Money & Life Review: A Film about Money that Aims to Change Your Life

Guest post by Kate Phillips

“We can’t solve problems by using the same kind of thinking we used when we created them.”
-Abert Einstein

Money-and-Life-filmMoney is one of the most powerful forces in our lives, both in our psyches and in our physical realities. Money makes the world go around. Life as we know it would grind to a halt without it. Yet it remains something of an enigma, largely unexamined.

We tend to either unconsciously embrace a contradictory, love-hate-relationship with money, or see it as a one-sided caricature. Money is heralded as the all-powerful solution to our problems, perhaps even the source of security, even happiness. Conversely, it gets blamed as the root of all evil, greed, and injustice.

In Money & Life, the groundbreaking documentary screening now in cities around the country, money takes center stage as a fascinating, fully-fleshed out yet still-evolving character. We learn of money’s birth as a brilliant piece of social technology, contemplate its evolution through the centuries, discuss society’s near-worship of it today, and examine its current incarnation in an unsustainable debt-based economy.

It’s a complex story, but the beautiful graphics, personal stories, and interviews from financial thought leaders provide many windows from which to view money. Filmmaker Katie Teague remains off camera, yet we are drawn into the conversation she has started.

We’re invited to confront the compulsion to consume with a multi-millionaire who, after an extended spending splurge, tames the “Greed Bug” with volunteer work in India. We come face to face with financial shame as we follow a woman through bankruptcy to a sense of inner abundance on the other side. We are challenged with the ways in which our corporations “liquidate the earth” for profit, and asked to consider how our man-made economy has moved away from the natural order of sufficiency and sustainability.

Covering all sides of the coin, Money & Life avoids sermonizing, demonizing, or new age assertions that the law of attraction will magically produce “an unlimited supply of money.” Resisting temptation to collapse “money” and “materialism,” (though both are examined), money itself is neither vilified nor exalted, but is viewed as both an instrument of generosity and a catalyst for scarcity.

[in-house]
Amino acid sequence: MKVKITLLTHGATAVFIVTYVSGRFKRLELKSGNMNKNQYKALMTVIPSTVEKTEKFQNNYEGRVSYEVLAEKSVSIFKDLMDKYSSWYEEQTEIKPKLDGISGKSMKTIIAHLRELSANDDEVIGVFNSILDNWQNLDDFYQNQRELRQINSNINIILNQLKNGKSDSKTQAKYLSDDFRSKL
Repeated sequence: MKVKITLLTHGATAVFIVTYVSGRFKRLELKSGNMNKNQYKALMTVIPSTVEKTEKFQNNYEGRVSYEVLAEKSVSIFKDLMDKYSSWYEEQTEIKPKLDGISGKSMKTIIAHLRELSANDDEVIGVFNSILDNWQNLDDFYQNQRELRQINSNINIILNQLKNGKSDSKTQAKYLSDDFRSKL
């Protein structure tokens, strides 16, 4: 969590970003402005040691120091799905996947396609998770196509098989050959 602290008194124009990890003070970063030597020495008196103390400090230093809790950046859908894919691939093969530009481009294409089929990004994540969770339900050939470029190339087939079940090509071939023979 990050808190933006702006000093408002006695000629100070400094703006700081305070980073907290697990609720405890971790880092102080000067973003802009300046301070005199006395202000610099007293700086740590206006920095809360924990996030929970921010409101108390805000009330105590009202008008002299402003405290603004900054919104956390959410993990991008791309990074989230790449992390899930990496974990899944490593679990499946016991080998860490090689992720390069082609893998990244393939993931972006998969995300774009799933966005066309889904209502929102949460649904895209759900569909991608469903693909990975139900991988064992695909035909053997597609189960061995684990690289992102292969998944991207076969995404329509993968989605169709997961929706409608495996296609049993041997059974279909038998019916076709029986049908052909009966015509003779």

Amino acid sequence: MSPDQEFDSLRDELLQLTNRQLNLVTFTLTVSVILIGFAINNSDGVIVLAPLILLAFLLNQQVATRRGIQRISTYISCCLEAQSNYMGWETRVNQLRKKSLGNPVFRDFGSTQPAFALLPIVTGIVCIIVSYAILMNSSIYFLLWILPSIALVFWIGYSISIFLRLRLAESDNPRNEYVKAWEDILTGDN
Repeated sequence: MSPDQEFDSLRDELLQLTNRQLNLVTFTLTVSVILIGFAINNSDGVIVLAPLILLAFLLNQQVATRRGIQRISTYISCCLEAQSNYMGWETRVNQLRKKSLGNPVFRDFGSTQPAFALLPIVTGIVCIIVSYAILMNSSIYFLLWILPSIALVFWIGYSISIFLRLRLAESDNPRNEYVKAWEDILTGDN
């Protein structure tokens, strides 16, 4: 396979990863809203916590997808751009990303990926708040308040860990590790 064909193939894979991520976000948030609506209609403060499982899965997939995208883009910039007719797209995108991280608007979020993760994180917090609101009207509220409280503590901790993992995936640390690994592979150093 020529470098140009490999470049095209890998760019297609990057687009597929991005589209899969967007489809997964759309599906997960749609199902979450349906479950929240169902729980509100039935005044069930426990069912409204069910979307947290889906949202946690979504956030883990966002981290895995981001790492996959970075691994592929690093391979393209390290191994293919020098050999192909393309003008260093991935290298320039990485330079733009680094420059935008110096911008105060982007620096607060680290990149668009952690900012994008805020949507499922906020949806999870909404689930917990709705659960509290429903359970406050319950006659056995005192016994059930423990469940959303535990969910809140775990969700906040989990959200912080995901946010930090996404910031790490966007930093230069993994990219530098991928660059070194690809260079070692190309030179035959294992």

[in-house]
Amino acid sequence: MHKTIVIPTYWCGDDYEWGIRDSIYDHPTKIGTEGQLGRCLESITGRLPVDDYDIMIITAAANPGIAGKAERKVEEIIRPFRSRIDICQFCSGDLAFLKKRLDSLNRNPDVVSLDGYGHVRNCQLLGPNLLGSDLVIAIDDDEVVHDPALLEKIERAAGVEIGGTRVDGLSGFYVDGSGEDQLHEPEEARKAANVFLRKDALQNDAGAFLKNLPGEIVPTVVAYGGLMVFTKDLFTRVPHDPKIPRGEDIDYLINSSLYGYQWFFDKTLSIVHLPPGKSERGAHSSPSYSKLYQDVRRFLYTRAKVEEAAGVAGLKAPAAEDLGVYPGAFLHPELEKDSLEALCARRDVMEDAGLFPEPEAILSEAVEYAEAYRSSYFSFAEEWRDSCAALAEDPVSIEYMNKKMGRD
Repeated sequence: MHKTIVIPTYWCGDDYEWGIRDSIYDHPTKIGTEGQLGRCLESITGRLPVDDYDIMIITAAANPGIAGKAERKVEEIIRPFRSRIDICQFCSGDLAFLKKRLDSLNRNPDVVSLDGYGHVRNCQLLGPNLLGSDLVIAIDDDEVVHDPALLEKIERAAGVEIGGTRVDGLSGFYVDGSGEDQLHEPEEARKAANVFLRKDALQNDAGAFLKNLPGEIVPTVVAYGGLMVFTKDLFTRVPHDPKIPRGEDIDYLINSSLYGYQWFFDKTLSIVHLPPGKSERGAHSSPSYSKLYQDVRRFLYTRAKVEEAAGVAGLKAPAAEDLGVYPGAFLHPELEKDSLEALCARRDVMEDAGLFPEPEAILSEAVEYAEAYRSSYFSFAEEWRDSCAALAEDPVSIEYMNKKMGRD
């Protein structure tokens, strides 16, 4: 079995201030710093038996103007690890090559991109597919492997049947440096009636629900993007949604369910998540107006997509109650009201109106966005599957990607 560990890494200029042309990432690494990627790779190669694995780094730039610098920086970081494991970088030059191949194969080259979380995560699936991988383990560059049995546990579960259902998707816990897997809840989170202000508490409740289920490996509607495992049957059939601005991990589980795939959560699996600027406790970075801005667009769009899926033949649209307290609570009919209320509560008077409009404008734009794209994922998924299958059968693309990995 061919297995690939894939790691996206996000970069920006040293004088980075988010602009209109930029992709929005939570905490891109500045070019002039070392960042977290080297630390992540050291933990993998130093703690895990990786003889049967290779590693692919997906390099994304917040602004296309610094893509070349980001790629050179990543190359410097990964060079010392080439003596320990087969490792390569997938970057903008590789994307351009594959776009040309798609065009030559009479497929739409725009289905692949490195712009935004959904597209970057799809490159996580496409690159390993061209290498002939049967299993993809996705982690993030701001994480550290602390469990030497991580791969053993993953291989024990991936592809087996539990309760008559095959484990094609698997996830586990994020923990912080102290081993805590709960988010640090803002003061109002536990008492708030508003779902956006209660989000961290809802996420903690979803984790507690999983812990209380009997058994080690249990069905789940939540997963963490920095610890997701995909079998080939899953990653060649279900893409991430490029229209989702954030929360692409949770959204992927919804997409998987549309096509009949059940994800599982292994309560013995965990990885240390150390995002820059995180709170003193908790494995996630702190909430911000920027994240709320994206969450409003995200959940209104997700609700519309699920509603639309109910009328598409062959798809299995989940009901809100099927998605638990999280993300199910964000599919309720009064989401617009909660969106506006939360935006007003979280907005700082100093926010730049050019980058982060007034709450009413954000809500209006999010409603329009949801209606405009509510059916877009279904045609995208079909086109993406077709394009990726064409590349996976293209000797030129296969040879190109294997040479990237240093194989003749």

Money & Life – Extended Preview: 

An essay-style film, the dialogue is carried forward through narration, personal stories, and interviews with an array of thought leaders, from economists and sustainability experts to reverends, rabbis, and a former JP Morgan executive. Among them:

  • John Perkins, author of Confessions of an Economic Hitman, a former Chief Economist who once advised the World Bank, UN, IMF, heads of state and Fortune 500 companies, Perkins left that position after an epiphany and dedicated his life to righting the wrongs of the system he had been entwined with.
  • Lynne Twist of the Soul of Money Institute, a former fundraiser and global leader in eradicating hunger and supporting social justice and environmental sustainability.
  • Philosophy professor Jacob Needleman, author of Money and the Meaning of Life.
  • Vicki Robin, co-author of Your Money or Your Life and co-founder of financial sustainability initiatives such as The New Road Map Foundation’s Financial Integrity Program.
  • Currency expert Bernard Lietaur, author of The Future of Money.
  • Financial reformist John Fullerton, founder of Capital Institute and former JP Morgan managing director.
  • Futurist and sustainability consultant Hazel Henderson, author of Ethical Markets: Growing the Green Economy.
  • Self-proclaimed “degrowth activist” Charles Eisenstein,  author of Sacred Economics.